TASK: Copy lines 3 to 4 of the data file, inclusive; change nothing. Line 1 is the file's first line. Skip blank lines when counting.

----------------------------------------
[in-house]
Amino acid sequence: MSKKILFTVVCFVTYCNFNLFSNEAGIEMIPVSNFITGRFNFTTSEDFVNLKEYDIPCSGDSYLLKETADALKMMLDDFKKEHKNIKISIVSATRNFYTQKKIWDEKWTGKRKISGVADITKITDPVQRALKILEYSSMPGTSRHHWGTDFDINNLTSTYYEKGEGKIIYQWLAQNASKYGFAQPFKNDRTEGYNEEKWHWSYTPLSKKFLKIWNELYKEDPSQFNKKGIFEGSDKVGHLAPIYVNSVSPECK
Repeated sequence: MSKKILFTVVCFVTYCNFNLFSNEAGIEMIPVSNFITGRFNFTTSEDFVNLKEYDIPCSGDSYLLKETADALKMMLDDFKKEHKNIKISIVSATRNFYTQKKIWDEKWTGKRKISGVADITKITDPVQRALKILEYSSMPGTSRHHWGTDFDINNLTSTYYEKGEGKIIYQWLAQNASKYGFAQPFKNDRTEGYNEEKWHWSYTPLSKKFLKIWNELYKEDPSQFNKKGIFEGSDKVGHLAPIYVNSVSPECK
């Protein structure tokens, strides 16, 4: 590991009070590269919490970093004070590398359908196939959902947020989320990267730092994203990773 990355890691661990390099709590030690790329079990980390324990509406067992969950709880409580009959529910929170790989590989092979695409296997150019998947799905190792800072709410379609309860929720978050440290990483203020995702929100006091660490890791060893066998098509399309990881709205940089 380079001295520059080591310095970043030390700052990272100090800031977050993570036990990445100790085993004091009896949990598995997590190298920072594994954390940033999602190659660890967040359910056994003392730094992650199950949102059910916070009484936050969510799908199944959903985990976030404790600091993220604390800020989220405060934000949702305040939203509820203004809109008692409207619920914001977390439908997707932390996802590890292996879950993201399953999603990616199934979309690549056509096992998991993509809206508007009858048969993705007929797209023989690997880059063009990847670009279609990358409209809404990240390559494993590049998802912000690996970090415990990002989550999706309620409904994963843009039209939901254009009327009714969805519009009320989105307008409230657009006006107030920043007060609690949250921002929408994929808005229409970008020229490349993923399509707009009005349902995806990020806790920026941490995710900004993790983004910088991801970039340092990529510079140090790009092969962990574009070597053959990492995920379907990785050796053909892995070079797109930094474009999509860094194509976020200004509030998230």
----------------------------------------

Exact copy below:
Repeated sequence: MSKKILFTVVCFVTYCNFNLFSNEAGIEMIPVSNFITGRFNFTTSEDFVNLKEYDIPCSGDSYLLKETADALKMMLDDFKKEHKNIKISIVSATRNFYTQKKIWDEKWTGKRKISGVADITKITDPVQRALKILEYSSMPGTSRHHWGTDFDINNLTSTYYEKGEGKIIYQWLAQNASKYGFAQPFKNDRTEGYNEEKWHWSYTPLSKKFLKIWNELYKEDPSQFNKKGIFEGSDKVGHLAPIYVNSVSPECK
């Protein structure tokens, strides 16, 4: 590991009070590269919490970093004070590398359908196939959902947020989320990267730092994203990773 990355890691661990390099709590030690790329079990980390324990509406067992969950709880409580009959529910929170790989590989092979695409296997150019998947799905190792800072709410379609309860929720978050440290990483203020995702929100006091660490890791060893066998098509399309990881709205940089 380079001295520059080591310095970043030390700052990272100090800031977050993570036990990445100790085993004091009896949990598995997590190298920072594994954390940033999602190659660890967040359910056994003392730094992650199950949102059910916070009484936050969510799908199944959903985990976030404790600091993220604390800020989220405060934000949702305040939203509820203004809109008692409207619920914001977390439908997707932390996802590890292996879950993201399953999603990616199934979309690549056509096992998991993509809206508007009858048969993705007929797209023989690997880059063009990847670009279609990358409209809404990240390559494993590049998802912000690996970090415990990002989550999706309620409904994963843009039209939901254009009327009714969805519009009320989105307008409230657009006006107030920043007060609690949250921002929408994929808005229409970008020229490349993923399509707009009005349902995806990020806790920026941490995710900004993790983004910088991801970039340092990529510079140090790009092969962990574009070597053959990492995920379907990785050796053909892995070079797109930094474009999509860094194509976020200004509030998230």